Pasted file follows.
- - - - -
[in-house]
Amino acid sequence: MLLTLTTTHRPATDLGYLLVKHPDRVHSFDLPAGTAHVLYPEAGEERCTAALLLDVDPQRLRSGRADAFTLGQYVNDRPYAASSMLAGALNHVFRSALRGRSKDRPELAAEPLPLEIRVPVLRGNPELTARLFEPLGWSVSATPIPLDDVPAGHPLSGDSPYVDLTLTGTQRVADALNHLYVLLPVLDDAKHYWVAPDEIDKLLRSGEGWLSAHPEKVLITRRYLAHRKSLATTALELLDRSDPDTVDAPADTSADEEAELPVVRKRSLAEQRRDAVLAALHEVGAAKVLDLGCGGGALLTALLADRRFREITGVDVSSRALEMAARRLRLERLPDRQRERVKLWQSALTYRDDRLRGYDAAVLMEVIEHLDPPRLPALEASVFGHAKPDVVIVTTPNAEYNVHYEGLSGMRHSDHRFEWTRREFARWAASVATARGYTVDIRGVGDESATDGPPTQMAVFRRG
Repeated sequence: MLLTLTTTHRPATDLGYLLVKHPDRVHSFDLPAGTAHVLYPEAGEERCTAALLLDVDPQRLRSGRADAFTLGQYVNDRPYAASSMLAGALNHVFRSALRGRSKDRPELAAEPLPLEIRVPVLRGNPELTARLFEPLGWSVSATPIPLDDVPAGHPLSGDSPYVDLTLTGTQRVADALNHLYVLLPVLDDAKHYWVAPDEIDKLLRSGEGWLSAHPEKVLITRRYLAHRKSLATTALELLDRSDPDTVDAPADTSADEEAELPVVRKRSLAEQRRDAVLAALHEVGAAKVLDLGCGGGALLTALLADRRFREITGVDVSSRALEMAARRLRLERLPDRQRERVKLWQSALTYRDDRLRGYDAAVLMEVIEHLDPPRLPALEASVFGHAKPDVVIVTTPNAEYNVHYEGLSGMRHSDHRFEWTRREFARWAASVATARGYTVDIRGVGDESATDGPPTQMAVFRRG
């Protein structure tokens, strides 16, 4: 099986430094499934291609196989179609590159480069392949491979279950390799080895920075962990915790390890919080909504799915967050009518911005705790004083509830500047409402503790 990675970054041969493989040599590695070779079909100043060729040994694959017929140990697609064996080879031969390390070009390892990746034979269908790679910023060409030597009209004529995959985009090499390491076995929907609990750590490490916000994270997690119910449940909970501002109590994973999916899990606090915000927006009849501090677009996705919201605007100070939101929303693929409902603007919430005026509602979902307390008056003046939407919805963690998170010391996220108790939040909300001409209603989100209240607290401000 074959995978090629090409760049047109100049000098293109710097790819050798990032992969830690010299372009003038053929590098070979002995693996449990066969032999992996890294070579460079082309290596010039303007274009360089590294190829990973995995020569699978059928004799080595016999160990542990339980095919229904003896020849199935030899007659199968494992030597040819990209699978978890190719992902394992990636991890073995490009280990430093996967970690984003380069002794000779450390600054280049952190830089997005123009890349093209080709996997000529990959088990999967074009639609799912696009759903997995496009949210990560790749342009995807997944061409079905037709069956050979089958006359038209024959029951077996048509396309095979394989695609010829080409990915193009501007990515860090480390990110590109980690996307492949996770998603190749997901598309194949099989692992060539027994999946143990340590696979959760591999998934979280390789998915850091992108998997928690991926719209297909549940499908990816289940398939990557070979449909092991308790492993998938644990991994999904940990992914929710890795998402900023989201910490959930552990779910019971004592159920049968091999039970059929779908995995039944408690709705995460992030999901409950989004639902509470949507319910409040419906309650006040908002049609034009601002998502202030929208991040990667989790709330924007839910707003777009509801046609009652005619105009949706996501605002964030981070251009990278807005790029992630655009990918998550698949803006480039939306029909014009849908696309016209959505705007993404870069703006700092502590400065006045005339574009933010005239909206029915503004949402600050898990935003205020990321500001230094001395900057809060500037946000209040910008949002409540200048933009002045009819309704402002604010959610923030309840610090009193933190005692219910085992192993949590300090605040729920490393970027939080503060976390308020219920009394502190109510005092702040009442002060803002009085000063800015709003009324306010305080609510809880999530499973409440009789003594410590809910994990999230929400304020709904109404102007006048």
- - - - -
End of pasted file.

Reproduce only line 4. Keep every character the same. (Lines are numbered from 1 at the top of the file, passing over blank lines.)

């Protein structure tokens, strides 16, 4: 099986430094499934291609196989179609590159480069392949491979279950390799080895920075962990915790390890919080909504799915967050009518911005705790004083509830500047409402503790 990675970054041969493989040599590695070779079909100043060729040994694959017929140990697609064996080879031969390390070009390892990746034979269908790679910023060409030597009209004529995959985009090499390491076995929907609990750590490490916000994270997690119910449940909970501002109590994973999916899990606090915000927006009849501090677009996705919201605007100070939101929303693929409902603007919430005026509602979902307390008056003046939407919805963690998170010391996220108790939040909300001409209603989100209240607290401000 074959995978090629090409760049047109100049000098293109710097790819050798990032992969830690010299372009003038053929590098070979002995693996449990066969032999992996890294070579460079082309290596010039303007274009360089590294190829990973995995020569699978059928004799080595016999160990542990339980095919229904003896020849199935030899007659199968494992030597040819990209699978978890190719992902394992990636991890073995490009280990430093996967970690984003380069002794000779450390600054280049952190830089997005123009890349093209080709996997000529990959088990999967074009639609799912696009759903997995496009949210990560790749342009995807997944061409079905037709069956050979089958006359038209024959029951077996048509396309095979394989695609010829080409990915193009501007990515860090480390990110590109980690996307492949996770998603190749997901598309194949099989692992060539027994999946143990340590696979959760591999998934979280390789998915850091992108998997928690991926719209297909549940499908990816289940398939990557070979449909092991308790492993998938644990991994999904940990992914929710890795998402900023989201910490959930552990779910019971004592159920049968091999039970059929779908995995039944408690709705995460992030999901409950989004639902509470949507319910409040419906309650006040908002049609034009601002998502202030929208991040990667989790709330924007839910707003777009509801046609009652005619105009949706996501605002964030981070251009990278807005790029992630655009990918998550698949803006480039939306029909014009849908696309016209959505705007993404870069703006700092502590400065006045005339574009933010005239909206029915503004949402600050898990935003205020990321500001230094001395900057809060500037946000209040910008949002409540200048933009002045009819309704402002604010959610923030309840610090009193933190005692219910085992192993949590300090605040729920490393970027939080503060976390308020219920009394502190109510005092702040009442002060803002009085000063800015709003009324306010305080609510809880999530499973409440009789003594410590809910994990999230929400304020709904109404102007006048």